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Scoring Technique
Piece For My Latino Friends - 2  
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Example 2 is a continuation of the score of Piece for my Latino Friends by Wolf Kerschek. The melody, as I said before, has strong flavours of the Lydian mode. The typical raised fourth of this mode is seen in bars 9 to 12 in both melody and piano figures. Bar 13 leaves the mode temporarily as the Bbmaj7 and Gm6 chords are more typical of C Mixolydian. Bar 27 introduces a temporary key change. The continuation of the theme after bar 36 will be shown on the next page. It is a repeat of the melody beginning in bar 9, but it is done on the record in a way that leaves the listener breathless with amazement. It certainly took me some time to figure it out when I first heard it. All will be revealed overleaf.

In the example the bass plays repeated octave Cs over the first 16 bars. Rhythmic pedal point of this kind focuses attention on the upper voices. The upper chords are C, with the Lydian fourth thrown in for flavour, and Gm9 alternately. When all this changes in bar 25 the effect is a great surging uplift mixed with a considerable amount of relief. This is, of course, the whole point of the passage. There are many other such tense build–ups in the piece involving long, heavy, repeated hammer–like blows from the rhythm section. They resolve, just when the listener is almost shrieking for a release of tension, either in a massive climax, or they simply stop dead, leaving the plaintive call of a single instrument in a vast empty void. The rhythm switches regularly from Salsa to Reggae and back again elsewhere in the composition; each time after one of these frantic passages.

Note the syncopation between the bass line and melody in bars 25 and 26. The bass tones in bars 27 and 28 form polychords with the upper triads. Such bass tones are often formed by selecting a whole tone or semitone above or below any one of the members of the upper triad. This gives an available selection of nine polytonal bass notes. It could be argued that the first chord in bar 27 is a Dbmaj 9 (no 3rd), but that misses the point. The bass tones are chosen according to the amount of tension required. Sharp dissonance is achieved by use of semitone intervals. Here, with the Ab triad, this gives a selection of G,A,B,Db,D and E. A milder dissonance is created by using whole tones: in this case Gb,Bb,Db,D and F. Bass notes so formed often need inversion of the triad or octave doubling of its lead tone to be most effective. As I mentioned above: some of the polychords suggest conventional harmonies, but as polychords may generally only be spelled with difficulty the guitar is often left out of such passages altogether, as it has been here, or else plays figures based on the upper triads. I’ve only shown the basic rhythm for the first eight bars but it continues throughout. There are many more LA instruments involved than are shown here.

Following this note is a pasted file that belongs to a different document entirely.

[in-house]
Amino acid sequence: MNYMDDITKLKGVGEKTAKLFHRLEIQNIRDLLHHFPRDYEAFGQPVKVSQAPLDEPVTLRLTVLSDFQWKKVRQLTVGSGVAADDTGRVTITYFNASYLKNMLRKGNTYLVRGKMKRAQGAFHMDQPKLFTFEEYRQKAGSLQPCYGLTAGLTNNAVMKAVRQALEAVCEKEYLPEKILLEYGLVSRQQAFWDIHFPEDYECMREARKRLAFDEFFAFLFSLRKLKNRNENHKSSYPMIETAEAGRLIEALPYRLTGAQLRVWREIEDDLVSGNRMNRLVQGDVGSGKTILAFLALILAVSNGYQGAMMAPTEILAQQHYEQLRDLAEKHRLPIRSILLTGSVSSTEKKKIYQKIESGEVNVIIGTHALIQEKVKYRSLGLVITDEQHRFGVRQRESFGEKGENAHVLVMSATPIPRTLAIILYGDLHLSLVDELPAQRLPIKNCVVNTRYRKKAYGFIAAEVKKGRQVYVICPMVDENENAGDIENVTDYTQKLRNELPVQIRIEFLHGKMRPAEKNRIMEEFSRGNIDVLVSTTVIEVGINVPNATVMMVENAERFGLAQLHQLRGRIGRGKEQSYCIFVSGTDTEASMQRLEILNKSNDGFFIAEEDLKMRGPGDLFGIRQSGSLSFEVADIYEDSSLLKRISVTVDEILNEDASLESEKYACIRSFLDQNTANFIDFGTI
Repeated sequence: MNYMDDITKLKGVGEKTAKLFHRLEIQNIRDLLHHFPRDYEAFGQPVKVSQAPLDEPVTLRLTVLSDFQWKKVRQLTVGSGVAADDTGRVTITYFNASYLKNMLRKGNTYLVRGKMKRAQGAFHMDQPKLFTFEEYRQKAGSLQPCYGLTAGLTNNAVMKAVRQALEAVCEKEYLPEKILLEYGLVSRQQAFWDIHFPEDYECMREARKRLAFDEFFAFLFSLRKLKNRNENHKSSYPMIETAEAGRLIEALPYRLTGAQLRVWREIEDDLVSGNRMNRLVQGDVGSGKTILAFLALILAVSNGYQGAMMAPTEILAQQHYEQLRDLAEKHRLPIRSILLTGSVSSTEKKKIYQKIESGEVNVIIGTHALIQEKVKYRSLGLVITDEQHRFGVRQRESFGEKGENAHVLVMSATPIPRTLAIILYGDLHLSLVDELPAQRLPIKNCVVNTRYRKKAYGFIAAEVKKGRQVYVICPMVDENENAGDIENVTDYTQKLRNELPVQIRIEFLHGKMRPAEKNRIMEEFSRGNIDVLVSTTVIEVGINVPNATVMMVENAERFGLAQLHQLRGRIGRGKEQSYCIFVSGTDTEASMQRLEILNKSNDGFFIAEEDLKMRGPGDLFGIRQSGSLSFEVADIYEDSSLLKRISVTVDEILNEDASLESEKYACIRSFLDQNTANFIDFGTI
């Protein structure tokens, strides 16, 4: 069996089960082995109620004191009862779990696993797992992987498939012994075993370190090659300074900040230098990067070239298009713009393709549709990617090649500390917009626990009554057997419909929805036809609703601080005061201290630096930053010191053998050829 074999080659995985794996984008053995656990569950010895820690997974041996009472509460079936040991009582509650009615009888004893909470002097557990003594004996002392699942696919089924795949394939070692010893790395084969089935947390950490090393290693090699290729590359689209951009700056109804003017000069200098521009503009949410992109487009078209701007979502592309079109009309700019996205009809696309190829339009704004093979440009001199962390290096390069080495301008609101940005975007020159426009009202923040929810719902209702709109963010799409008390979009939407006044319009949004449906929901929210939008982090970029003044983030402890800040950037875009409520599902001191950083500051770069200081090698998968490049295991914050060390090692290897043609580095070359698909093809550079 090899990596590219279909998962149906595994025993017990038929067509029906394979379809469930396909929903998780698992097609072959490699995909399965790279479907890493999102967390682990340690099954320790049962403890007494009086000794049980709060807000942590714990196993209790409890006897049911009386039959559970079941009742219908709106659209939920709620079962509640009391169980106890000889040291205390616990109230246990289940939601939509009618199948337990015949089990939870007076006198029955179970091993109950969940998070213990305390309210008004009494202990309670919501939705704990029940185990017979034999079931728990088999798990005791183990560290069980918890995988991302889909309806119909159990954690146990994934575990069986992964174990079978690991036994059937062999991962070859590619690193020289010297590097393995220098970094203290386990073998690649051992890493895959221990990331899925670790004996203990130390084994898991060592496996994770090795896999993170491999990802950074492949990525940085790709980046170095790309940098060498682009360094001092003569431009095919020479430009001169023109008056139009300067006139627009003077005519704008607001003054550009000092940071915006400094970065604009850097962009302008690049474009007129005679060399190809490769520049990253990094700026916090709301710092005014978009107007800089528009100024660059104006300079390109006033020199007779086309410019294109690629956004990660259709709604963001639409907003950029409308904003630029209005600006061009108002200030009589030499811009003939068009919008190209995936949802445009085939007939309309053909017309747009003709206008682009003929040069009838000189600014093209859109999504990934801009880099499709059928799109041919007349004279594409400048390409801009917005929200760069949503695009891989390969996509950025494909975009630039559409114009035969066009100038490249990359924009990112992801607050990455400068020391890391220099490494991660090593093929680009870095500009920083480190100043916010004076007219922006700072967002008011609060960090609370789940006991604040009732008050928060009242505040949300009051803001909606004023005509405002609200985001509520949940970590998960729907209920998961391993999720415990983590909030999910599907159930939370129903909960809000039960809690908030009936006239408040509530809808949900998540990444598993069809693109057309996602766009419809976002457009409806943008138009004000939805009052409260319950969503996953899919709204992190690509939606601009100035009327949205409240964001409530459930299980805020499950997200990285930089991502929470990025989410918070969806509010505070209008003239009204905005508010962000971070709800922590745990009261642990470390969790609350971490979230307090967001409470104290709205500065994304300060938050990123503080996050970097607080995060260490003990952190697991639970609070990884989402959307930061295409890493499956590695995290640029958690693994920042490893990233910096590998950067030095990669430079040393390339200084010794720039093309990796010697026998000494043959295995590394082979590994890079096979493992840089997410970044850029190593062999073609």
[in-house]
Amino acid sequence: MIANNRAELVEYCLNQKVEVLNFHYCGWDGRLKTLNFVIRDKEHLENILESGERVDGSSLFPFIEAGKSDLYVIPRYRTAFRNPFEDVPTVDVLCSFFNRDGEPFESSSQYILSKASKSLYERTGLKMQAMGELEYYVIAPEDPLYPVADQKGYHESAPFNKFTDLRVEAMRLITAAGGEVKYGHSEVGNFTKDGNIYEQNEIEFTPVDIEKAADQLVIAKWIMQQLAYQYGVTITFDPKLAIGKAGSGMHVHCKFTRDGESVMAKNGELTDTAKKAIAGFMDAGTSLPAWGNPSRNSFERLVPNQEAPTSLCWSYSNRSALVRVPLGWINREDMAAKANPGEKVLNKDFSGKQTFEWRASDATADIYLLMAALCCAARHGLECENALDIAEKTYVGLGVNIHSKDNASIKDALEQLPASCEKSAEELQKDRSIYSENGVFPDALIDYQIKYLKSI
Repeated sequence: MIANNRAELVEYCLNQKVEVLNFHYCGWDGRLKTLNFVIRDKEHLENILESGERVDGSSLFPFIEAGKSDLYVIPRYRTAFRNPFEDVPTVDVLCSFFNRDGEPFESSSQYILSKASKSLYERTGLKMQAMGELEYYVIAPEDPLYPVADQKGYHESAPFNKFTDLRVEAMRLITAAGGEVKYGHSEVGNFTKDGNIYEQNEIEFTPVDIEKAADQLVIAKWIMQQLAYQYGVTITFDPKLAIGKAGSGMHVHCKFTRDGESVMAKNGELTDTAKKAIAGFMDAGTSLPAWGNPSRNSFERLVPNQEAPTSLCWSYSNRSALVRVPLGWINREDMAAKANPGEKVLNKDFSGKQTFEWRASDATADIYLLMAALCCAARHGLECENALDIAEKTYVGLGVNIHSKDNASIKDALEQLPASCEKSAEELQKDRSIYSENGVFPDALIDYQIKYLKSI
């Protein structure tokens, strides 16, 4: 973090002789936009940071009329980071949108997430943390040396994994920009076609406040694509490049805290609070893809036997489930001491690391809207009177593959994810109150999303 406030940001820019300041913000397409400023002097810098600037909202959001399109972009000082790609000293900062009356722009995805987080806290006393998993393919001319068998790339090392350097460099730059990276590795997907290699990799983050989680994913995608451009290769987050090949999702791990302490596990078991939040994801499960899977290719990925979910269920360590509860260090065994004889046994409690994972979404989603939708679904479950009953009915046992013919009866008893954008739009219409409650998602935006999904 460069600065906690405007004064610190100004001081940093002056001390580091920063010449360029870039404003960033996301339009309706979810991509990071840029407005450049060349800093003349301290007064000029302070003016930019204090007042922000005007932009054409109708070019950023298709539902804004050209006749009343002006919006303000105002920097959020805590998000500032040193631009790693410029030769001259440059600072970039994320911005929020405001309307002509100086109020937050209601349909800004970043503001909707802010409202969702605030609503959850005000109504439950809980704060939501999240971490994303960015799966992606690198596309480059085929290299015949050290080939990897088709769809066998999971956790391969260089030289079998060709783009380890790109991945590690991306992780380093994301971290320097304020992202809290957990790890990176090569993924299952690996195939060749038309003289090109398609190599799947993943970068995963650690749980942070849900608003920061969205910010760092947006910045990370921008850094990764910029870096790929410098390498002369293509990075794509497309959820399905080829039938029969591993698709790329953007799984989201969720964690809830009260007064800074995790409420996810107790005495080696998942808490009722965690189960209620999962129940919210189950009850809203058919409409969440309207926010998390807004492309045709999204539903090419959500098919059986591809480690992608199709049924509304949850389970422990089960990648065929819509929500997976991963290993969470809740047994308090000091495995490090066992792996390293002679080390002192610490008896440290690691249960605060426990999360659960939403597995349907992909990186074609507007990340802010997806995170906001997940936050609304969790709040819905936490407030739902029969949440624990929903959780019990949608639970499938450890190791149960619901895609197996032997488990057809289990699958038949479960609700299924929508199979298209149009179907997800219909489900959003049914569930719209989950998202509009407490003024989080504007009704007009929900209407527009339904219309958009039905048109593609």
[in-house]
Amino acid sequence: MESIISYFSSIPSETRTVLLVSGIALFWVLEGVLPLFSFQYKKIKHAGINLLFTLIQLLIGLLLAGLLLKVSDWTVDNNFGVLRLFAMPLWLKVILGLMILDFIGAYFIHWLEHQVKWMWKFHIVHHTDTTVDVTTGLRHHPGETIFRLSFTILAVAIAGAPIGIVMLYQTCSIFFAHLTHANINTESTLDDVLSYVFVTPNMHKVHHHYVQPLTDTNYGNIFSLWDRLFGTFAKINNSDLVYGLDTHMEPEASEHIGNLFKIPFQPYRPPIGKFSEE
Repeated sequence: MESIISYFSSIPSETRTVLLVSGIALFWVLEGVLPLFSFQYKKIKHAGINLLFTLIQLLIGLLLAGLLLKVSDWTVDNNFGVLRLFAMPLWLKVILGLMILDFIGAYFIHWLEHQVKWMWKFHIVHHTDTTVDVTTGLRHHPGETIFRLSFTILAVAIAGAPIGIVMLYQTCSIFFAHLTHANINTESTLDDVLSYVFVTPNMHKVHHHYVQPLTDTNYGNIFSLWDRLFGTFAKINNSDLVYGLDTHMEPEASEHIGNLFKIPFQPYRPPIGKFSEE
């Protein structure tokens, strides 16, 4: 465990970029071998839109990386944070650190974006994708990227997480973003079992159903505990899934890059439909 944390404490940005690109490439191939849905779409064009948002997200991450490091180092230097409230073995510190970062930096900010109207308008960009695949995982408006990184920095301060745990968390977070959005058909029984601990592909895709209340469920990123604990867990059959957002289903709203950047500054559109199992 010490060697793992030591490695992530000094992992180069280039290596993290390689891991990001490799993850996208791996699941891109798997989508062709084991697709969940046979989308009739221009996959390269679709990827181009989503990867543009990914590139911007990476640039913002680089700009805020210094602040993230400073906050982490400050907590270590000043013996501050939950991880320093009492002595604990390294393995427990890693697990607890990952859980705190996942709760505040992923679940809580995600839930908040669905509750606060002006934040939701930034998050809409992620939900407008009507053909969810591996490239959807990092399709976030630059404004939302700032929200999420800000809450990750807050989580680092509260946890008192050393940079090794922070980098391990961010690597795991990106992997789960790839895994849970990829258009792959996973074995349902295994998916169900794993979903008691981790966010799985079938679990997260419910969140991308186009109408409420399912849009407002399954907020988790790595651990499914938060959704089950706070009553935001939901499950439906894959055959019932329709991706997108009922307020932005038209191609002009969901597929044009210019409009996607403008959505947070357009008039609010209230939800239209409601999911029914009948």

Some of the examples given in these articles will be transposed into instrument pitch in order to give readers a chance to try out the phrases. Transposing in the score not only simplifies such practice but also gives a better idea of the pitch of the notes on each instrument. This is especially true for the tenor and baritone saxophones, who would otherwise be in the bass clef. Reading a transposed score in an open key may be confusing at first, but that is all part of the learning process.

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